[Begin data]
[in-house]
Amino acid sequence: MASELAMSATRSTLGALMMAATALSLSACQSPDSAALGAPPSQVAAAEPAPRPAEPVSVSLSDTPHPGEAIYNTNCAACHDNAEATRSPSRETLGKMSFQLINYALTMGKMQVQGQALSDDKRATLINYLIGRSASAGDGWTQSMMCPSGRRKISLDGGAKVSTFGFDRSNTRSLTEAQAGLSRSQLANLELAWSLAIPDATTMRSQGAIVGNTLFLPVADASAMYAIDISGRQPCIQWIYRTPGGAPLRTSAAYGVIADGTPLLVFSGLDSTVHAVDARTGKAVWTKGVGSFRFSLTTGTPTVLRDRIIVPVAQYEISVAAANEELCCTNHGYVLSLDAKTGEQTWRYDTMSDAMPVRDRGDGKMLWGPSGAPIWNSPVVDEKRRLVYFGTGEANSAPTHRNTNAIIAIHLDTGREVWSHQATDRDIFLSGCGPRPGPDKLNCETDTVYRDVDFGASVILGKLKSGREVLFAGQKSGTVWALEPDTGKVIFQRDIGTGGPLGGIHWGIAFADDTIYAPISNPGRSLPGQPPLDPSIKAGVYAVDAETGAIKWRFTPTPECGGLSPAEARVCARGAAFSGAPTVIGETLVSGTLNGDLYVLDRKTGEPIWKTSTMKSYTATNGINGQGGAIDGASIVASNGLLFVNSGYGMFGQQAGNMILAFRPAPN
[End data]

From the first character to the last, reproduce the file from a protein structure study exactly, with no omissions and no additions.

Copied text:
[in-house]
Amino acid sequence: MASELAMSATRSTLGALMMAATALSLSACQSPDSAALGAPPSQVAAAEPAPRPAEPVSVSLSDTPHPGEAIYNTNCAACHDNAEATRSPSRETLGKMSFQLINYALTMGKMQVQGQALSDDKRATLINYLIGRSASAGDGWTQSMMCPSGRRKISLDGGAKVSTFGFDRSNTRSLTEAQAGLSRSQLANLELAWSLAIPDATTMRSQGAIVGNTLFLPVADASAMYAIDISGRQPCIQWIYRTPGGAPLRTSAAYGVIADGTPLLVFSGLDSTVHAVDARTGKAVWTKGVGSFRFSLTTGTPTVLRDRIIVPVAQYEISVAAANEELCCTNHGYVLSLDAKTGEQTWRYDTMSDAMPVRDRGDGKMLWGPSGAPIWNSPVVDEKRRLVYFGTGEANSAPTHRNTNAIIAIHLDTGREVWSHQATDRDIFLSGCGPRPGPDKLNCETDTVYRDVDFGASVILGKLKSGREVLFAGQKSGTVWALEPDTGKVIFQRDIGTGGPLGGIHWGIAFADDTIYAPISNPGRSLPGQPPLDPSIKAGVYAVDAETGAIKWRFTPTPECGGLSPAEARVCARGAAFSGAPTVIGETLVSGTLNGDLYVLDRKTGEPIWKTSTMKSYTATNGINGQGGAIDGASIVASNGLLFVNSGYGMFGQQAGNMILAFRPAPN